Written by: Dr. Sarah Wilkerson-Freeman, 2006
In the early morning hours of January 12, 1931, the Administration Building of the A&M College burned to the ground. Only a safe containing student and administrative records survived the blaze. The desperate call to rebuild was answered by a member of the board of trustees, Robert E.Lee Wilson (1865-1933), one of the largest landowners in Arkansas, and other local supporters of the college. Throughout 1931 and 1932, the structure took shape on the site of the past conflagration that could have meant the failure of the school, for the nation was in the midst of the Great Depression and funds were scarce.
Two Little Rock architects, Arthur Neal McAninch, an Arkansas native who built many churches and public buildings throughout the state, and John Reginald Petter, were chosen to build the new administration building. Petter, born in London, immigrated with his parents to the United States as a boy. In 1917, he was a student at Boston’s Massachusetts Institute of Technology where many of the architecture faculty had been trained at the Ecole de Beaux Arts in Paris prior to World War I. Petter personally designed the Art Deco stone relief that distinguishes Wilson Hall. The new building opened in 1932 and was named in honor of its most generous benefactor, R.E.L. Wilson.
The distinctive three-story yellow brick building housed the library, auditorium (complete with balcony seating), and administrative offices as well as the laboratories, kitchens, studios, sewing rooms, classrooms and offices that served all departments of the arts and sciences. Four-year B.A., B.S. and B.S.E. degree programs had been established in 1930, before the devastating fire, and Wilson Hall represented an extraordinary commitment to advancing public higher education in the Arkansas Delta despite tragedy and hard times. When the New Deal programs of the 1930s increased government support for public buildings, Wilson Hall became the architectural model for many campus structures that followed.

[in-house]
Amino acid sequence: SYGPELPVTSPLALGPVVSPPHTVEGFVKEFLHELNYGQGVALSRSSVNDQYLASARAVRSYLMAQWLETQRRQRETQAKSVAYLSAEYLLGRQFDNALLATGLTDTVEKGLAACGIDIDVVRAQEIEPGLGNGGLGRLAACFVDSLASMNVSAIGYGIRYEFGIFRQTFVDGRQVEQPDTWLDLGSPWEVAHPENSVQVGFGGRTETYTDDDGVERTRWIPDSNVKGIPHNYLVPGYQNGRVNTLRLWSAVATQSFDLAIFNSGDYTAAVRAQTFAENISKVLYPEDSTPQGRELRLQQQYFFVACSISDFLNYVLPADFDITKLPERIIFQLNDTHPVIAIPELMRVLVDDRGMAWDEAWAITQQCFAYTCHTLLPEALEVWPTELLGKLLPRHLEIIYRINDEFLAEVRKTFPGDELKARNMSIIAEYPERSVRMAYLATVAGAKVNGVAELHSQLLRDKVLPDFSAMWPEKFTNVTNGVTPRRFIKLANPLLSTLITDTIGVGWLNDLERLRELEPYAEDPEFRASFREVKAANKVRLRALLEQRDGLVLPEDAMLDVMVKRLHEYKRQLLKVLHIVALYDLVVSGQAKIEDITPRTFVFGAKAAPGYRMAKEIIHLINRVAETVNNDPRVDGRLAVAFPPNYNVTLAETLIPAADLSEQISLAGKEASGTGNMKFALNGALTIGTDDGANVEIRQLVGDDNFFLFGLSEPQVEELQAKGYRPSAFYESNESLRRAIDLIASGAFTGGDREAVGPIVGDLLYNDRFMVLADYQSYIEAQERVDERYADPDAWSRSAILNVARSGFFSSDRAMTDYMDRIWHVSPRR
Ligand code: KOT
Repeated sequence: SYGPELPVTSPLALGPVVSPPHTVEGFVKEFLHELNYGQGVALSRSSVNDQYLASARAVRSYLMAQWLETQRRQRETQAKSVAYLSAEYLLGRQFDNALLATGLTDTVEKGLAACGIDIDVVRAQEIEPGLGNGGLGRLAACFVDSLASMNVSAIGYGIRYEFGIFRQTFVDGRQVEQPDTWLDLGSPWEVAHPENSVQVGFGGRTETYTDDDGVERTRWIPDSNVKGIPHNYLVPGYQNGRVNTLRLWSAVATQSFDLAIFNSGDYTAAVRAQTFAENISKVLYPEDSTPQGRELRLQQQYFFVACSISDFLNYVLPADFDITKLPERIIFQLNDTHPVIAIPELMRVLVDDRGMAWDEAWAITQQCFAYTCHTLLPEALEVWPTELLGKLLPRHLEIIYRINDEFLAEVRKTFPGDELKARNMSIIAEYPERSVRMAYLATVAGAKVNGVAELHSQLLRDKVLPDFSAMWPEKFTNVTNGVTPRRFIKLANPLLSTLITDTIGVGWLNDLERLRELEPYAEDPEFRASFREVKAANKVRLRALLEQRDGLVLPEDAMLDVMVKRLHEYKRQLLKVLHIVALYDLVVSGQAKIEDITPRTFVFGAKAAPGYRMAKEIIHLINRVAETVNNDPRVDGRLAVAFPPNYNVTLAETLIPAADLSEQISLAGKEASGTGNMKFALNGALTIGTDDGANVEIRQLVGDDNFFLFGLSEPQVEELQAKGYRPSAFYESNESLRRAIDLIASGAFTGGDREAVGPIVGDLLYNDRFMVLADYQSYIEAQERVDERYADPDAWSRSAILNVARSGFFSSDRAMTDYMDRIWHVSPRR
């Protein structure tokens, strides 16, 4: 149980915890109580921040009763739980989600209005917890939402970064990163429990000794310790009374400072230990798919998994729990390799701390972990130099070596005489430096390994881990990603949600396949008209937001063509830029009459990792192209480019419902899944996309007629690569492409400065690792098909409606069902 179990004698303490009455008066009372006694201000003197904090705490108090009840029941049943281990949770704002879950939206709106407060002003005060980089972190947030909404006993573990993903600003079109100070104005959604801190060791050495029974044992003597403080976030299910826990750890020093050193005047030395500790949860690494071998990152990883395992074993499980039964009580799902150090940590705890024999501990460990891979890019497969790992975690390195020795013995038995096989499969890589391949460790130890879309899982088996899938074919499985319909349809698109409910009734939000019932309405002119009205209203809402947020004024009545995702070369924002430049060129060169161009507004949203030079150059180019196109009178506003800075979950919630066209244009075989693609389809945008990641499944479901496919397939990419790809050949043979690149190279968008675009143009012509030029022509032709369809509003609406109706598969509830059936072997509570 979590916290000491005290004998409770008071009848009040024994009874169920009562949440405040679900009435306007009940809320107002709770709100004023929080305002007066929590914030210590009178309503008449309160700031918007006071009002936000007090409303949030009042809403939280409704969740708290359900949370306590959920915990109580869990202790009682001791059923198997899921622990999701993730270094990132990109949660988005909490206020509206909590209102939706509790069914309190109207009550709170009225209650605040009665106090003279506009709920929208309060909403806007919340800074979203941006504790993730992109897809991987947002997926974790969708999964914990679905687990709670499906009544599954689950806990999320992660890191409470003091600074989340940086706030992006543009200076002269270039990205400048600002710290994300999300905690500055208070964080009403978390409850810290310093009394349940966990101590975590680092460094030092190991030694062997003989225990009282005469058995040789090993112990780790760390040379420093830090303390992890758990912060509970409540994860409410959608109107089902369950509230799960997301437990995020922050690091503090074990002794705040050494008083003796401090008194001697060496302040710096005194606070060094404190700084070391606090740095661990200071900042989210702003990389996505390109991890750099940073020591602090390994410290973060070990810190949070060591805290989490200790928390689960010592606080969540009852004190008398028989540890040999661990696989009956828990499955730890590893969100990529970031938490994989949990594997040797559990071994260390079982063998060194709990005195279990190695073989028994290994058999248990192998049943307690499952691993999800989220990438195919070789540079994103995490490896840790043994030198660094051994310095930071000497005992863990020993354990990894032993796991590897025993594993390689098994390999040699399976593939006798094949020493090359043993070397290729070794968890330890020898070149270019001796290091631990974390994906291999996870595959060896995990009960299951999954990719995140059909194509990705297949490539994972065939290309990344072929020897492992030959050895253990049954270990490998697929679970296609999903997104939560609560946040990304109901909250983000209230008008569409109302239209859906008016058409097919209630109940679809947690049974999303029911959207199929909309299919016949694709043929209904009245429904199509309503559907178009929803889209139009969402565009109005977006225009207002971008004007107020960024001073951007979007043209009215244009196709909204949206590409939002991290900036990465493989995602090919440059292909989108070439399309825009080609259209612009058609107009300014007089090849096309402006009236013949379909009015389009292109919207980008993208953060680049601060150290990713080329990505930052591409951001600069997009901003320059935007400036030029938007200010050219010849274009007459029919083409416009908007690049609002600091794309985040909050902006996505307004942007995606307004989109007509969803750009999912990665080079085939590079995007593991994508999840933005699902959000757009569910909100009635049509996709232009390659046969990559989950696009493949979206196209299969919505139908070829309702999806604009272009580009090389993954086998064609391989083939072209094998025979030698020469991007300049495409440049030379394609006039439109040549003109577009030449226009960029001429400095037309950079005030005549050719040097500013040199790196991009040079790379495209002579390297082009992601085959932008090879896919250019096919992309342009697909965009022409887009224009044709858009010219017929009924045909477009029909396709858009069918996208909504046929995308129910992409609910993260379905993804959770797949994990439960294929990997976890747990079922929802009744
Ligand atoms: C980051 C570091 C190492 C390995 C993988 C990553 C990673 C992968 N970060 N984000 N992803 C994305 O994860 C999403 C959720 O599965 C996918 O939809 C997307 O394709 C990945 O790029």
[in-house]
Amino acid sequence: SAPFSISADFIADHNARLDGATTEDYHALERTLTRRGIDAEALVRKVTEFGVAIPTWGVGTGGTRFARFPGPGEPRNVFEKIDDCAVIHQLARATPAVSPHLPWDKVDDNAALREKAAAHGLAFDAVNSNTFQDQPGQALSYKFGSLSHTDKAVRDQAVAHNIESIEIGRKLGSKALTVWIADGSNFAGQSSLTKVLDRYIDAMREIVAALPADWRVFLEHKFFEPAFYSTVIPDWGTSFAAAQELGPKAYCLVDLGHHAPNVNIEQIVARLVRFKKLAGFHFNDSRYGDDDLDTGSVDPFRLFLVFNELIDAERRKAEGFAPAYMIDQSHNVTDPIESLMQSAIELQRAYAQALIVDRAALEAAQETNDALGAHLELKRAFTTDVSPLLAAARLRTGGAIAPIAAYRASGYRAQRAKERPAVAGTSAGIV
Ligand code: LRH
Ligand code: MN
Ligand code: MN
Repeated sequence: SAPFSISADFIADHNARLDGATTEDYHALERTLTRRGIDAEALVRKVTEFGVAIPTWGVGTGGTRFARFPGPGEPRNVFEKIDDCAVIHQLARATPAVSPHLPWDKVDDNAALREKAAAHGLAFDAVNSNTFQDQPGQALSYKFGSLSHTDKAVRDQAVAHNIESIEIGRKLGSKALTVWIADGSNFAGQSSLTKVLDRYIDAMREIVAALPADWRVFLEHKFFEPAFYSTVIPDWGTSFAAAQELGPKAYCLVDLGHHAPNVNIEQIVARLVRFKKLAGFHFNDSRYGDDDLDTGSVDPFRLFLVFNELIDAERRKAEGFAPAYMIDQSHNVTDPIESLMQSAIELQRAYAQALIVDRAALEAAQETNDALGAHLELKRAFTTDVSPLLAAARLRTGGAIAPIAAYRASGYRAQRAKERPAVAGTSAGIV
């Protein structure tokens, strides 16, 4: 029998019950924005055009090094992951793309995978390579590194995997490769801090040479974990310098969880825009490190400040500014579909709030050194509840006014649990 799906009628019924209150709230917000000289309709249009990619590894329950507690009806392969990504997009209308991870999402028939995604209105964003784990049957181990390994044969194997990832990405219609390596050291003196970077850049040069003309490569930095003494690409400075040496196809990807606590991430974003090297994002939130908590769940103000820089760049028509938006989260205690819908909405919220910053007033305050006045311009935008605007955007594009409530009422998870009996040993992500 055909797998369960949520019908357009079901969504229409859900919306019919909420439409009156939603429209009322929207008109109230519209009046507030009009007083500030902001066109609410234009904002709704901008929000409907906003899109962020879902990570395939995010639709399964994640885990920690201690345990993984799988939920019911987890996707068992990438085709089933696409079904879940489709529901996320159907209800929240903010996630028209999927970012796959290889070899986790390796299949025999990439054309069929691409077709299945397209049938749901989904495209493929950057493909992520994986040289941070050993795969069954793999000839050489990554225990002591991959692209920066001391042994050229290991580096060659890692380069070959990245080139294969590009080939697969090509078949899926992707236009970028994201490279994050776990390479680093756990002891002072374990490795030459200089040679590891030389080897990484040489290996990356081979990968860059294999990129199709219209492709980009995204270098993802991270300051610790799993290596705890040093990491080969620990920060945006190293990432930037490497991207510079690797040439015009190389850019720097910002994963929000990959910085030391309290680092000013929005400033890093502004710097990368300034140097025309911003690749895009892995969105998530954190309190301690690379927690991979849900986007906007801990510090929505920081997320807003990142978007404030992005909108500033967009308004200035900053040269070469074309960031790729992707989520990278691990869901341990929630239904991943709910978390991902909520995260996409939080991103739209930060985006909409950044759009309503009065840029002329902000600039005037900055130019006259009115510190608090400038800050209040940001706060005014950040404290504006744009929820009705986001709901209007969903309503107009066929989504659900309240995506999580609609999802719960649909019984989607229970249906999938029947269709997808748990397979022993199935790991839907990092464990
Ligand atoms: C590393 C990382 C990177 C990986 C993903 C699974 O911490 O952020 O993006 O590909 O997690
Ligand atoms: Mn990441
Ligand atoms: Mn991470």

V.H. Kays, son of our first president, V.C. Kays, says Wilson Hall saved the university. The state was going to abolish many of the schools in the area but decided not to abolish ASU. "Frankly, by getting the state so far in debt (in building Wilson Hall), (the state) couldn't abandon it." "We had some other hard times at this institution, but that one was really getting close, he said.
For the next thirty years, Wilson Hall was a mainstay of the campus, primarily serving as home for the liberal arts and humanities while other disciplines found new homes in more modern structures. Campus renovations in the 1960s, marked by the removal of Wilson Hall’s library collections to their new home in Ellis Library, destroyed much of the beauty of the building’s interior. But the exterior’s attractions remain an important part of the university’s appeal and character. One Wilson Hall limestone relief, featuring a nude male contemplating a scroll, artwork created to designate the entrance of the former library, has become an iconic figure on campus as it symbolizes ASU’s dedication to quality higher education and the historic place of Wilson Hall in that on-going endeavor.